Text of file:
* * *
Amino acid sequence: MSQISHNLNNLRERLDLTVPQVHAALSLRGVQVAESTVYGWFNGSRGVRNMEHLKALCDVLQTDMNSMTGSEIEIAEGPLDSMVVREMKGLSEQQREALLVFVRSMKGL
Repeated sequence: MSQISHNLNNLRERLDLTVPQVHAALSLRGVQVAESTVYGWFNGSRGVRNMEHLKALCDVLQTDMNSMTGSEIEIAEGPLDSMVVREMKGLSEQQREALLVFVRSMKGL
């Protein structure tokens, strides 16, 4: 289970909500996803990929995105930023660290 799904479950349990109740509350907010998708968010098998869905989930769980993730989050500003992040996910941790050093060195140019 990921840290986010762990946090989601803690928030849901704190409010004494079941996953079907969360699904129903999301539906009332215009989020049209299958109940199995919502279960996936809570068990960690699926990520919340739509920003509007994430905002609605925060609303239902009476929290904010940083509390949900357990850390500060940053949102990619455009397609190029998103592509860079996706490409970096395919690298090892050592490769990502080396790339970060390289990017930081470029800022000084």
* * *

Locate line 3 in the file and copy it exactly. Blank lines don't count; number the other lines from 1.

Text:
């Protein structure tokens, strides 16, 4: 289970909500996803990929995105930023660290 799904479950349990109740509350907010998708968010098998869905989930769980993730989050500003992040996910941790050093060195140019 990921840290986010762990946090989601803690928030849901704190409010004494079941996953079907969360699904129903999301539906009332215009989020049209299958109940199995919502279960996936809570068990960690699926990520919340739509920003509007994430905002609605925060609303239902009476929290904010940083509390949900357990850390500060940053949102990619455009397609190029998103592509860079996706490409970096395919690298090892050592490769990502080396790339970060390289990017930081470029800022000084």